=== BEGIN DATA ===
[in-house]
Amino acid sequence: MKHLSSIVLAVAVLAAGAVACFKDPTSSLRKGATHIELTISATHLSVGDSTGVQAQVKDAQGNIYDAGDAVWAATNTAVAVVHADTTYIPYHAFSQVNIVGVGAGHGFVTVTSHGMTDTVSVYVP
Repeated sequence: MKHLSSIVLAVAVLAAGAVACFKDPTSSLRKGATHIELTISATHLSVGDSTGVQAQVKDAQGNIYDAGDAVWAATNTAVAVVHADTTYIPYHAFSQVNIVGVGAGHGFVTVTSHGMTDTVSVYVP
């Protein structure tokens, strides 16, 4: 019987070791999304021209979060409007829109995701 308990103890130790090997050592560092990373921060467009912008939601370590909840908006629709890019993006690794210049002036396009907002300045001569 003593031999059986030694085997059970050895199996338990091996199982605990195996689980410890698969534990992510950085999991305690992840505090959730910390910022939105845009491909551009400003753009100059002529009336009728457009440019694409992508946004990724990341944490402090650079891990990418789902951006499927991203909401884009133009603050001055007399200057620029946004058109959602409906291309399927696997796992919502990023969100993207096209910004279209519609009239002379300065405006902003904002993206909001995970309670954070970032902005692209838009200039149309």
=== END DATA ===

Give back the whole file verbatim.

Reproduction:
[in-house]
Amino acid sequence: MKHLSSIVLAVAVLAAGAVACFKDPTSSLRKGATHIELTISATHLSVGDSTGVQAQVKDAQGNIYDAGDAVWAATNTAVAVVHADTTYIPYHAFSQVNIVGVGAGHGFVTVTSHGMTDTVSVYVP
Repeated sequence: MKHLSSIVLAVAVLAAGAVACFKDPTSSLRKGATHIELTISATHLSVGDSTGVQAQVKDAQGNIYDAGDAVWAATNTAVAVVHADTTYIPYHAFSQVNIVGVGAGHGFVTVTSHGMTDTVSVYVP
């Protein structure tokens, strides 16, 4: 019987070791999304021209979060409007829109995701 308990103890130790090997050592560092990373921060467009912008939601370590909840908006629709890019993006690794210049002036396009907002300045001569 003593031999059986030694085997059970050895199996338990091996199982605990195996689980410890698969534990992510950085999991305690992840505090959730910390910022939105845009491909551009400003753009100059002529009336009728457009440019694409992508946004990724990341944490402090650079891990990418789902951006499927991203909401884009133009603050001055007399200057620029946004058109959602409906291309399927696997796992919502990023969100993207096209910004279209519609009239002379300065405006902003904002993206909001995970309670954070970032902005692209838009200039149309």